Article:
Type Open source Roland TB 303 clone monophonic analogue synthesiser (with self assembly option)
Keyboard N/A
Programs 128 Banks for tracks, 64 Banks for patterns
Sequencer Yes
Oscillators Single
Filters 24dB low pass resonant filter, non self oscillating
Envelope Generators Single EG
Analogue VCA Yes
Dimensions 27.5 cm x 19.5 cm x 9 cm
Weight 1 kg
1/4″ line output
1/4″ mix input
Monophonic 3.5mm jacks:
USB (for firmware updates)
Power Supply included power supply

Korg Monotron Analog Ribbon Synthesizer

The perfect gift for your beloved budding DJ/producer and indeed a worthy addition to any project or pro studio. This is a fully analogue, handheld semi-modular (well OK it’s got audio aux in) single oscillator synthesizer featuring an 18 segment ribbon keyboard and pulsating LFO knob that gives the Voyager OS a run for its money! The filter is the same as in the legendary MS 20, and the single oscillator and LFO will yield all manner of perfectly satisfactory analogue creations, including very passable and useable acid. Includes a built-in speaker for use on public transport. [Find out more at Juno]

Type Handheld analogue ribbon synthesiser
Keyboard 18 segment ribbon
Programs N/A
Sequencer N/A
Oscillators Single
Filters Single (can modulate either pitch of filter cutoff)
Envelope Generators N/A
LFOs Single
Analogue VCA N/A
Dimensions 4.72” x 2.83” x 1.10”
Weight 3.35 oz. (without batteries)
Inputs/outputs 1/8″ Stereo Input Jack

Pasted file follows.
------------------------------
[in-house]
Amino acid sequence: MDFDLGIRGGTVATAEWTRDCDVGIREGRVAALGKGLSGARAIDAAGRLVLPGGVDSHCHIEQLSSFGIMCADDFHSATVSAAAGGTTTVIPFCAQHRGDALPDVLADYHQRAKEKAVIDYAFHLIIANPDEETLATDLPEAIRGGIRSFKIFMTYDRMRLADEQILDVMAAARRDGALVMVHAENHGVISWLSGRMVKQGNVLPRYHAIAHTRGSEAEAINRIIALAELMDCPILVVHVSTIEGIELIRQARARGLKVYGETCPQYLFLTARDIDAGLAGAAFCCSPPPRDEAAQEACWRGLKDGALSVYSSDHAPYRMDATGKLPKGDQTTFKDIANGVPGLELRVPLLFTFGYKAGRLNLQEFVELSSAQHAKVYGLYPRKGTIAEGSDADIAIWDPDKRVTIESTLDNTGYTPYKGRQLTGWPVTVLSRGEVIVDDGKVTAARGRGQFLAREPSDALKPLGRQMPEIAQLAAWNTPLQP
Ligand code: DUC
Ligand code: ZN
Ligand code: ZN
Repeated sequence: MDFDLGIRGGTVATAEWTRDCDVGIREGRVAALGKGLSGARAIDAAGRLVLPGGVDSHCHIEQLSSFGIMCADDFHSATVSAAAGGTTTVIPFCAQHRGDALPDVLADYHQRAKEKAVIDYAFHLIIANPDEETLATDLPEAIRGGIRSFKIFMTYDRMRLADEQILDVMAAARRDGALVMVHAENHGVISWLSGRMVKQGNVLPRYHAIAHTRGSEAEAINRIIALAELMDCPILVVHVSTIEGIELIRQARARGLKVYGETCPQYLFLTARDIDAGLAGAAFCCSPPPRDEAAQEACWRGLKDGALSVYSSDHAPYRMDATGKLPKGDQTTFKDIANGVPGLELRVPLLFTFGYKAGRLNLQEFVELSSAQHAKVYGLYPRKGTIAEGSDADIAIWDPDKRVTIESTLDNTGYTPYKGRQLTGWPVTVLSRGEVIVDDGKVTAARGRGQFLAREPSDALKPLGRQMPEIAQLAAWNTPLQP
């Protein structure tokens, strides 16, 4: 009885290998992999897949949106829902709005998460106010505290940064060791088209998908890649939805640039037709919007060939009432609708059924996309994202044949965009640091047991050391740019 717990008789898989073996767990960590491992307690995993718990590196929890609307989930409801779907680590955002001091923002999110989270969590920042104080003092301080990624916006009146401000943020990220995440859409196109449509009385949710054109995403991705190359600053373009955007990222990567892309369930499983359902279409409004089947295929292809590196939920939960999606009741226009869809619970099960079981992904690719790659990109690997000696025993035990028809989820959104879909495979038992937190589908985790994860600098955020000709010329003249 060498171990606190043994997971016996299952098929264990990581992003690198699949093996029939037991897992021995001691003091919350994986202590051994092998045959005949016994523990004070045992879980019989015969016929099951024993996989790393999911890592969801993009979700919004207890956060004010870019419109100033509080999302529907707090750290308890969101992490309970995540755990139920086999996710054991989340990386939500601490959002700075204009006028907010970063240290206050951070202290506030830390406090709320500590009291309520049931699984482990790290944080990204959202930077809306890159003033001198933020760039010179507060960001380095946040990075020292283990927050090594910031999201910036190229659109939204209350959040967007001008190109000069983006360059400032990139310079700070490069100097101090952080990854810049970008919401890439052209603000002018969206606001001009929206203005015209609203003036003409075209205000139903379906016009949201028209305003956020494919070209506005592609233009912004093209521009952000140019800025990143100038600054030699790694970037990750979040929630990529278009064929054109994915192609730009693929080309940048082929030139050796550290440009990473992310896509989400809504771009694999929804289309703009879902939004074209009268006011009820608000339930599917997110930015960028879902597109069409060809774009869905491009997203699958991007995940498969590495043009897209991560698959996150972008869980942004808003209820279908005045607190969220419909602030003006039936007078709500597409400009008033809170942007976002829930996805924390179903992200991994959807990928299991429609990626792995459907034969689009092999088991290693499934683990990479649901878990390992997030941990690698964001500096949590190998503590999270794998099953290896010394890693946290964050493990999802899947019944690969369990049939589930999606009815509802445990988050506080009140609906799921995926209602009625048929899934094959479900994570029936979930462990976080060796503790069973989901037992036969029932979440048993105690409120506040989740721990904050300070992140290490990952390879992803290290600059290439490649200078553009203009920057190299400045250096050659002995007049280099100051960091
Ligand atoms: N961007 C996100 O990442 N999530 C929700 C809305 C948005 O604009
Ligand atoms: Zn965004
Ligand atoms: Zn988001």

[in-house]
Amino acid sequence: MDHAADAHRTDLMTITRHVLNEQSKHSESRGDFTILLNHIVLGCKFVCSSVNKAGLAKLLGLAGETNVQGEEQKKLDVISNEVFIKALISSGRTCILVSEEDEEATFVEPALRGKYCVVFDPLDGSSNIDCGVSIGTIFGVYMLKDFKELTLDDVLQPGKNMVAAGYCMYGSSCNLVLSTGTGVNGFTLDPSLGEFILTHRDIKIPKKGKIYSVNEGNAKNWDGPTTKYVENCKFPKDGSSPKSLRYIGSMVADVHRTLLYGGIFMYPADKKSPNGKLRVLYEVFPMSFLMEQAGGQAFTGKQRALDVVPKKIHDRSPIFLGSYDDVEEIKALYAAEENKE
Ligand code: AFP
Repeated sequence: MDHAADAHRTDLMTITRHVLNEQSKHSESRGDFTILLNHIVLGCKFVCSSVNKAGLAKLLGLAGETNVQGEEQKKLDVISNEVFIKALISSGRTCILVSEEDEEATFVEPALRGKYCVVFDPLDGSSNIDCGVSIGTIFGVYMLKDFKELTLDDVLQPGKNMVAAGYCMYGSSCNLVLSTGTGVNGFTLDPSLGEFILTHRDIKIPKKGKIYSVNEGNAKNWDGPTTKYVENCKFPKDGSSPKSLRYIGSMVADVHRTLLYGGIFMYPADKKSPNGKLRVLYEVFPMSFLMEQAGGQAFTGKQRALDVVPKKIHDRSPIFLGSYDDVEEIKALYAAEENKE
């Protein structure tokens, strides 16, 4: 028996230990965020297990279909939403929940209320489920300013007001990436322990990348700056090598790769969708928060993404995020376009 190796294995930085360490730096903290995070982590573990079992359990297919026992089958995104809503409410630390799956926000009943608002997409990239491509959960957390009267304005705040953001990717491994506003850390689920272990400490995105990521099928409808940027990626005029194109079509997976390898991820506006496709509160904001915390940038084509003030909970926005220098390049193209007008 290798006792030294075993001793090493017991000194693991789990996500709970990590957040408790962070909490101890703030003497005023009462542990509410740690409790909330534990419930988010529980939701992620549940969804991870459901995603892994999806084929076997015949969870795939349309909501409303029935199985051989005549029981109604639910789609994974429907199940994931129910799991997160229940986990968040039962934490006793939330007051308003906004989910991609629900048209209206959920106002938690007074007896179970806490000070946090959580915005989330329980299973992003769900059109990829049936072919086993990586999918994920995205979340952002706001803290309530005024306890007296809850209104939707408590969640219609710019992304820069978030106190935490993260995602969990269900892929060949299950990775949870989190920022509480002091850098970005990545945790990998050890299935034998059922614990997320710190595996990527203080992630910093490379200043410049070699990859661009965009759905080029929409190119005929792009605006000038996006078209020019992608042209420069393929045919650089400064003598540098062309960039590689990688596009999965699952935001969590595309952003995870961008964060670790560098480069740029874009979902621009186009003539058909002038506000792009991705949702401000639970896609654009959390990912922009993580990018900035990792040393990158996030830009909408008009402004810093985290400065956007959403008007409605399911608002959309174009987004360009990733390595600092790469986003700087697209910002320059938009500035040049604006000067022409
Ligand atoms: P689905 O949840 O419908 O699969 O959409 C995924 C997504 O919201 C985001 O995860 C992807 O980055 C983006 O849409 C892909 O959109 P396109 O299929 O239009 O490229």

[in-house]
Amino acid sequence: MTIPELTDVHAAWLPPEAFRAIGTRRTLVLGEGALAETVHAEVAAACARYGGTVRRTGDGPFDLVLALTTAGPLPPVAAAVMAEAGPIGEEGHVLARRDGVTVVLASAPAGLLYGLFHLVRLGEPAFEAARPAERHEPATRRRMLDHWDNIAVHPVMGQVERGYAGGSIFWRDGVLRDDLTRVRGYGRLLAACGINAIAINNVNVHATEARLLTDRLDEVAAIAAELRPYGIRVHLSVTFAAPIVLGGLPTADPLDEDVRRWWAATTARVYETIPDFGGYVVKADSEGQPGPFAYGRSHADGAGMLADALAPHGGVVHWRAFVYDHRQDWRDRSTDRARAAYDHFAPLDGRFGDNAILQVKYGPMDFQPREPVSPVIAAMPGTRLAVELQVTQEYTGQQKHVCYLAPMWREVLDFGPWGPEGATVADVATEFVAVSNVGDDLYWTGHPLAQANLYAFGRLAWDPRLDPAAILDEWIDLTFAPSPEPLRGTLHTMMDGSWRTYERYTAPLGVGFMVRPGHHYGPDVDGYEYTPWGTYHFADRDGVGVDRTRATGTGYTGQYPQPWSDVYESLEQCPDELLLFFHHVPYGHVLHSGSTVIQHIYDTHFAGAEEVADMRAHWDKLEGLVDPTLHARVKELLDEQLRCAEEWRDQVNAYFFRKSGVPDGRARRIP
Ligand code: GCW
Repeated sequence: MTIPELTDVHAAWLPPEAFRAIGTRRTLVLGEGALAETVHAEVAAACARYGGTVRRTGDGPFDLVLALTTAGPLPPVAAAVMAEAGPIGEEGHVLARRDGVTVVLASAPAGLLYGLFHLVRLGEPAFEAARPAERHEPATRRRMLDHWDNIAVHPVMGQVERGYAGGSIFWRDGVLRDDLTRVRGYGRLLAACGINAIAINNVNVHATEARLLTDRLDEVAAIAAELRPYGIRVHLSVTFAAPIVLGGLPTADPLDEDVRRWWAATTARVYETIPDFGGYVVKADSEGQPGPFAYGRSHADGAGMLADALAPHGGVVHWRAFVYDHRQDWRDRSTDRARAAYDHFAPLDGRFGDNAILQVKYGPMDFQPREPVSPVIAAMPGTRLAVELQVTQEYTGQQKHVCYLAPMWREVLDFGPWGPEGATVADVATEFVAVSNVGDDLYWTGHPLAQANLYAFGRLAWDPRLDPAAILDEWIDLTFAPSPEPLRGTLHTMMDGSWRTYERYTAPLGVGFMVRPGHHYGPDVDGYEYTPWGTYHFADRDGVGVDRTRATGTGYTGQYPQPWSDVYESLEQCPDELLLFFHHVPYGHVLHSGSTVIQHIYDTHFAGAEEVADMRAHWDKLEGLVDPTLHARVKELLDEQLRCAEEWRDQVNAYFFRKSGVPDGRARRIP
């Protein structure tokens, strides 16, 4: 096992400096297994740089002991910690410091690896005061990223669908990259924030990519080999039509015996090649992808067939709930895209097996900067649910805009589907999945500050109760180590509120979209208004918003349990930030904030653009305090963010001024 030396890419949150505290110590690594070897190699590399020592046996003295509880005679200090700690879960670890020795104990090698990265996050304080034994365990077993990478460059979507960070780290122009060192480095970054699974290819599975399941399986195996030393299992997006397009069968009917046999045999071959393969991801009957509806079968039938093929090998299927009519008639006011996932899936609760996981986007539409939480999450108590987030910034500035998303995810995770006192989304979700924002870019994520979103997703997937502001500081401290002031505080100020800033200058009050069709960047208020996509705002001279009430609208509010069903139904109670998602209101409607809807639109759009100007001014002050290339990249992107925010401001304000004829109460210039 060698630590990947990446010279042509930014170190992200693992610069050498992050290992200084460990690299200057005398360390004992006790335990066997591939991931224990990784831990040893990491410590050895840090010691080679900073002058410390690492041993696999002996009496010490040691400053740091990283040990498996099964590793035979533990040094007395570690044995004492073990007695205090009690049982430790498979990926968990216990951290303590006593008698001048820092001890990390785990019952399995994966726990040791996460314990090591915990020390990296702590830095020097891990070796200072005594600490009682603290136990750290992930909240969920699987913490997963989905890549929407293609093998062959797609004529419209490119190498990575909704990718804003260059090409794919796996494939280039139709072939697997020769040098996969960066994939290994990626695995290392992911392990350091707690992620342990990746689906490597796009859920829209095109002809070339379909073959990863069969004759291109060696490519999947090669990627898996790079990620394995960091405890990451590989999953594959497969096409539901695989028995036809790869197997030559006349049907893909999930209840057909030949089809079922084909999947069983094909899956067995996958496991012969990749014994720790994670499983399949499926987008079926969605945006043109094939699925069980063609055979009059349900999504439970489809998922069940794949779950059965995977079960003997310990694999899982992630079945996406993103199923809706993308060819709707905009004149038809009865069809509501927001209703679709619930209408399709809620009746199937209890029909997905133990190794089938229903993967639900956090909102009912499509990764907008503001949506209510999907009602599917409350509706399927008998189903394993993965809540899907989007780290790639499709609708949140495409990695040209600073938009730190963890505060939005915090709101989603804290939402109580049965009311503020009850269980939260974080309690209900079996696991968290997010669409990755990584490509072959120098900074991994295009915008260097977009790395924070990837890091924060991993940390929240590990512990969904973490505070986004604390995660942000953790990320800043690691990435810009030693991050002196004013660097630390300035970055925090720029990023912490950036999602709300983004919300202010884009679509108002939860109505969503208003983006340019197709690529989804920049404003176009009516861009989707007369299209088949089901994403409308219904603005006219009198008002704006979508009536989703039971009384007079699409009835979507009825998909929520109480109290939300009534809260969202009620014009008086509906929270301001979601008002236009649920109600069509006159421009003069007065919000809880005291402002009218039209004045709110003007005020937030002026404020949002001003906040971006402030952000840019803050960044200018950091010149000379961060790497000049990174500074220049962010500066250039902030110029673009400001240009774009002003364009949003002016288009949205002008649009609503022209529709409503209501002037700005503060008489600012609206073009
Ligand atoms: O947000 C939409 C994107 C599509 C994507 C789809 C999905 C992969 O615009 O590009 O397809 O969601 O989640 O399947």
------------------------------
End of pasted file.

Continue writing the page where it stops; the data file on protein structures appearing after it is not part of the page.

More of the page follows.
1/8″ Stereo Output Jack
Miniature internal speaker, disabled when headphones are in use.
Power Supply AAA Alkalines (x2)

Vermona Mono Lancet Monophonic Analog Desktop Synthesizer

The Lancet series from German manufacturer Vermona features a tasty reverb unit, a multi-mode filter, a kick synth and the Mono Lancet, all of which clock in quite considerably under the £500 mark. The ML is a desirable looking product which isn’t much bigger than a paperback book. The knobs have a beautiful retro styling hexagonal shape to them, with the rocker-switches looking like they could have come from a bass guitar. The whole thing is finished in a solid gun-metal grey case. Beauty isn’t just skin deep here, as this twin oscillator synth boasts a filter that’s not dissimilar to a Moog. The first oscillator creates triangle, sawtooth and square waves which you can set one octave lower than the second oscillator, which generates white noise instead of the triangle wave with de-tuning by up to seven octaves each way. You can control the pulse width via an external control voltage (such as the Lancet Modular Dock, which attaches by means of a 25-pin D-Sub expansion port) or with MIDI. The filter is a voltage controlled low pass job with a 24 dB per octave slope and tracking switch (0 is off, 50 is half and 100 is on) allowing it to be played in tune. The LFO is also juicy, with a frequency range of 0.05 through to 250 Hz that can be used to modulate the VCO and VCF. There’s a basic sequencer which doesn’t seem to be programmable as far as patterns are concerned, although you can change the octave, and restarting prompts a different sequence. For the price you can’t really fault the sound as it’s big and warm and yields all the classic analogue sounds you’d expect from a module of this specification. Recommended. [Find out more at Juno]

Type Monophonic stand-alone analogue synthesizer
Keyboard N/A
Programs N/A
Sequencer Yes
Oscillators 2
Envelope Generators single EG
LFOs single
Glide Yes
Analogue VCA Yes
Dimensions 210 mm x 145 mm x 55 mm
Weight 750 g
Inputs/outputs FM VCO1
1V/octave CV VCO1 & VCO2
Mono Lancet In
1V/Octave CV (MIDI-to-CV)
Audio Out
25-pin D-Sub expansion port
Power Supply 25 mA